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Cinnamon Good for Diabetes - True or False?

Cinnamon Good for Diabetes - True or False?

Recent studies have shown that adding cinnamon to the meals of Diabetics actually does help to improve blood sugar. This study particularly focuses in on type 2 diabetics who still produce insulin. The research conducted by the US Department of Agriculture shows that those who are overweight also benefit from the cleansing effect cinnamon has on glucose.

Studies have revealed that a component of cinnamon, MHCP, has an effect similar to insulin. It essentially ends up working hand in hand with insulin already in the bloodstream.

A follow up study of cinnamon was done in Pakistan by Anderson's lab that found further evidence. A group of type 2 Diabetics were formed and given cinnamon supplements. After each meal three to six grams of cinnamon was taken by the panel of volunteers. The result showed that the group reported upwards of 1/4 lower readings then a comparative controlled group. Some even returned to normal glucose levels. The group was then asked to stop using cinnamon and the blood sugars increased.

In these studies cinnamon has done more than help blood sugar. Fats and LDL (bad) cholesterol showed significant improvements over previous readings. Other good effects have also been documented.

The US Department of Agriculture tells us that adding cinnamon to a hot cup of tea or the foods we normally eat each day as diabetics is the proper usage. The caution is not to eat desserts high in sugar, fat or cholesterol simply for the cinnamon property.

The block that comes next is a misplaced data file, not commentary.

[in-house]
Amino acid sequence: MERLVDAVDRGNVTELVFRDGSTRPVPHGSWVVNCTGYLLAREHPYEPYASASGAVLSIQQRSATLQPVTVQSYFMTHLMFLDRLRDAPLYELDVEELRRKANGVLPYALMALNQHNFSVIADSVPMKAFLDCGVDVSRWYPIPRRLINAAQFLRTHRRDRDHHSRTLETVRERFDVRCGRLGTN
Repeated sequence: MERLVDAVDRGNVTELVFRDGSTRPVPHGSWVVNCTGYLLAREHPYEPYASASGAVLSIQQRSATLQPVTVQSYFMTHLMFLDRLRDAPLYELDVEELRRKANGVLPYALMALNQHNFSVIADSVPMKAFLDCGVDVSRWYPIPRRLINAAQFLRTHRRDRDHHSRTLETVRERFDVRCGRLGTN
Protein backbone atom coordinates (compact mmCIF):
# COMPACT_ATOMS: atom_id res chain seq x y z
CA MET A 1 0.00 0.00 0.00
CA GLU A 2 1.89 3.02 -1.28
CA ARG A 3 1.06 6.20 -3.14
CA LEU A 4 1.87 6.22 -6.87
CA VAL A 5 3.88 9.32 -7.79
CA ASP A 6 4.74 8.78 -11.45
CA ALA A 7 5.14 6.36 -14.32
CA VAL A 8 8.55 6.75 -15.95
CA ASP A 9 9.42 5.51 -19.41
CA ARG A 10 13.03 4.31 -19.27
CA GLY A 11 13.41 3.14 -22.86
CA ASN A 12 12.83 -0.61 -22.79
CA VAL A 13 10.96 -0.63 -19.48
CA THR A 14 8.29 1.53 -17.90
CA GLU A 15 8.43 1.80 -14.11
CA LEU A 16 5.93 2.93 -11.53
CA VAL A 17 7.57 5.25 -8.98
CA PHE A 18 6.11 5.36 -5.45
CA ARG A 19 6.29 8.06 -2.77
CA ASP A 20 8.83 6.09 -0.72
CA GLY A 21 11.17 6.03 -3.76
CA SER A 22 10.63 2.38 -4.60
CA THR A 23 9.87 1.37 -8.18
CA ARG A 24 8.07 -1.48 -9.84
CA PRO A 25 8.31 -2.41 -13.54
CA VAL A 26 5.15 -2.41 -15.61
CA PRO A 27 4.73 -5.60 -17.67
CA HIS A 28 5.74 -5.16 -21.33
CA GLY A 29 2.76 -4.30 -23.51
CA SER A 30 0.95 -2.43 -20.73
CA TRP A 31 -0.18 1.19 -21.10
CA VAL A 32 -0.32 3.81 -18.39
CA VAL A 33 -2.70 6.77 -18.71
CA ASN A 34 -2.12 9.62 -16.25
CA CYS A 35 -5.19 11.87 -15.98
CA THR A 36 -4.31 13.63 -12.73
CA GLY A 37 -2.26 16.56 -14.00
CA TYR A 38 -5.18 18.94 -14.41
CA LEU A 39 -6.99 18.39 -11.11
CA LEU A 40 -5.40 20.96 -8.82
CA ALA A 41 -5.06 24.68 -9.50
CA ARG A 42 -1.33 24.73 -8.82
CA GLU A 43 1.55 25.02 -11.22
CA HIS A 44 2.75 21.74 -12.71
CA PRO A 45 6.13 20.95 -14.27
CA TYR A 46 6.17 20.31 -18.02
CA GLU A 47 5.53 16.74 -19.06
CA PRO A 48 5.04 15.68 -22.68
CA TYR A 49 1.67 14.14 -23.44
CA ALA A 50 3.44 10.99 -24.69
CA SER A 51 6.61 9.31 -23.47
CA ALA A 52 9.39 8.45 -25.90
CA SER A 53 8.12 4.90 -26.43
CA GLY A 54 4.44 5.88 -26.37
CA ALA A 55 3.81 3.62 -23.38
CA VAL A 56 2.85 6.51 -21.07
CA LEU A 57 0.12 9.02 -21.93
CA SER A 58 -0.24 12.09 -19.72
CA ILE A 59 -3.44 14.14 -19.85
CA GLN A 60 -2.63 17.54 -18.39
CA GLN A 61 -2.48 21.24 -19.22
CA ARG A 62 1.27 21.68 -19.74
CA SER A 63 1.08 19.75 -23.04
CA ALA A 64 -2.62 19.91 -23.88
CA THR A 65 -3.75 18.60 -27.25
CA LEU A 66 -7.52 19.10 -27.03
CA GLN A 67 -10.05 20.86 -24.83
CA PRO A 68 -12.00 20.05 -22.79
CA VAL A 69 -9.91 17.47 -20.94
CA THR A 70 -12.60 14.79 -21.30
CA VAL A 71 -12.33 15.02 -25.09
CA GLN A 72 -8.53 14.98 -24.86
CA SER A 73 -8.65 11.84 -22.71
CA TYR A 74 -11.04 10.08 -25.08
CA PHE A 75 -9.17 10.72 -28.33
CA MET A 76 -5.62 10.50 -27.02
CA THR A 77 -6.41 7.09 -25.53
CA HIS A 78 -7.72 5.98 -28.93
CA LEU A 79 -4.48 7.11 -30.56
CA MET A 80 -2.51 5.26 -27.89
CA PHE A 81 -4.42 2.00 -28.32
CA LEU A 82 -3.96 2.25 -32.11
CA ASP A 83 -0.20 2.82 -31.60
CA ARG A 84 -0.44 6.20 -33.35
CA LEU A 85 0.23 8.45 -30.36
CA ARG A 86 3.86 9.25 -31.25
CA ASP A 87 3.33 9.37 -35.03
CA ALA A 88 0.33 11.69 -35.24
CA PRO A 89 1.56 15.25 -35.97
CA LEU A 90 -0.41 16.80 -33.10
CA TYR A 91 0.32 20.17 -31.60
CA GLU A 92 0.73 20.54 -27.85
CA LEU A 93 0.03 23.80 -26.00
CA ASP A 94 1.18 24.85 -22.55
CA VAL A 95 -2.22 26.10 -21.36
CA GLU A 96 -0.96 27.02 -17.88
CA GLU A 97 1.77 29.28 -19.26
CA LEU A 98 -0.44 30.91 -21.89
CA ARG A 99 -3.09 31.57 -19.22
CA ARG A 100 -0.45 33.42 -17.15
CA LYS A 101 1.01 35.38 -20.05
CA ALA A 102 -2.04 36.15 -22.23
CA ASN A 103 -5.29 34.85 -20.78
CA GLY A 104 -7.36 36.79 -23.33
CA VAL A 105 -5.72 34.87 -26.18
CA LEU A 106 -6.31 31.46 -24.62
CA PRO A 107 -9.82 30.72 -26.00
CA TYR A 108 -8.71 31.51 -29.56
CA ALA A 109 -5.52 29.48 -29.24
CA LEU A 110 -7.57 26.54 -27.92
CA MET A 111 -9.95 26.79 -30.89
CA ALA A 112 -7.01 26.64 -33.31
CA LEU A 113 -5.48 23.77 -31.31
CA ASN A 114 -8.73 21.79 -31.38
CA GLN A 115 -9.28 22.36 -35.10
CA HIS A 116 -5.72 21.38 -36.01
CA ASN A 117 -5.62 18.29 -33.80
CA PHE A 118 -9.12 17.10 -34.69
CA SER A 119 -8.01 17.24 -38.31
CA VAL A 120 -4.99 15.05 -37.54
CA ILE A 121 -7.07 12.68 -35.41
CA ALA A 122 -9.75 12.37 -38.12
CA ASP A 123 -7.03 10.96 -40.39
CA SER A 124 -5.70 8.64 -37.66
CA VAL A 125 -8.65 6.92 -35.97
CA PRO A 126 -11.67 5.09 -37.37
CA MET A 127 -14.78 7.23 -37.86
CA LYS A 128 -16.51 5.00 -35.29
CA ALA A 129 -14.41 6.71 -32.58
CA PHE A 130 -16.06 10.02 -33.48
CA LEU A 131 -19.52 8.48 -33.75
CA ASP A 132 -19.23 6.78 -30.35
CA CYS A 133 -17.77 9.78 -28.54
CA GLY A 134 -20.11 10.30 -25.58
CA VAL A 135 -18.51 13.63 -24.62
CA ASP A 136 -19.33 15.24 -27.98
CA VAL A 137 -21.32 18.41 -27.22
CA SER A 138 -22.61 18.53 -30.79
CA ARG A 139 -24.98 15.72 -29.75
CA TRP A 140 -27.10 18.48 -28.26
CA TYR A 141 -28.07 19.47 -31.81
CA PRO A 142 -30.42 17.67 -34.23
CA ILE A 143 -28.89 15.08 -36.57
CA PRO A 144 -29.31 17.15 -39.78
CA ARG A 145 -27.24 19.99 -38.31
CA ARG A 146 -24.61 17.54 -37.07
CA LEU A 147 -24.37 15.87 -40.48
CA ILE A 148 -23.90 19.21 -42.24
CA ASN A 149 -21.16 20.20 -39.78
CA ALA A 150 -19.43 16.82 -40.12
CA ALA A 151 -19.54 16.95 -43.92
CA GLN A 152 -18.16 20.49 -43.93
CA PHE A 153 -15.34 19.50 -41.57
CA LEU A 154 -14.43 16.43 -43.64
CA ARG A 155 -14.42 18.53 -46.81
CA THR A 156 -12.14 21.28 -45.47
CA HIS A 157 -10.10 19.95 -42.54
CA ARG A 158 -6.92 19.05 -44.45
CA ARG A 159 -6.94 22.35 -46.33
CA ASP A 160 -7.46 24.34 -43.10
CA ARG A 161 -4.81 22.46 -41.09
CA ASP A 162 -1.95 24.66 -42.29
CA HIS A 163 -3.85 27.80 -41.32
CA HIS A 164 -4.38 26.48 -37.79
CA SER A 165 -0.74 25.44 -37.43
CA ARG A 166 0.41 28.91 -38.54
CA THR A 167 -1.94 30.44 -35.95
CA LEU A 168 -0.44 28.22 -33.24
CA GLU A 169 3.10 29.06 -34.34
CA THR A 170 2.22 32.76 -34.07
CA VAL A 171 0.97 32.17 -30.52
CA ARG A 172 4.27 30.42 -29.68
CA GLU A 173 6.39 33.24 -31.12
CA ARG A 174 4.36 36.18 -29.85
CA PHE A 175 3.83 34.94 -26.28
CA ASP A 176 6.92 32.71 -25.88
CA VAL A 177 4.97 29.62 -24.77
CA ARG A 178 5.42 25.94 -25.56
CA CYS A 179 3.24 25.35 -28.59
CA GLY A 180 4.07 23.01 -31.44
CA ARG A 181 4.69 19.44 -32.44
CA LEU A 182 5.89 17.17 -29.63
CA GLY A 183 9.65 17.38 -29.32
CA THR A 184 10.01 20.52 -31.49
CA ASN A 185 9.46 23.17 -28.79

So should we run out to the store and buy cinnamon by the bulk? Researchers feel that there is not enough data to support cinnamon as a supplement that is promoted for type 2 diabetes. This data shows though that it certainly can not hurt to add a little extra cinnamon to our everyday diet. It's possible we'd see the results the Pakistan research team found.

 

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This information is not presented by a medical practitioner and is for educational and informational purposes only. The content is not intended to be a substitute for professional medical advice, diagnosis or treatment. Always seek the advice of your physician or other qualified health care provider with any questions you may have regarding a medical condition. Never disregard professional medical advice or delay in seeking it because of something you have read.

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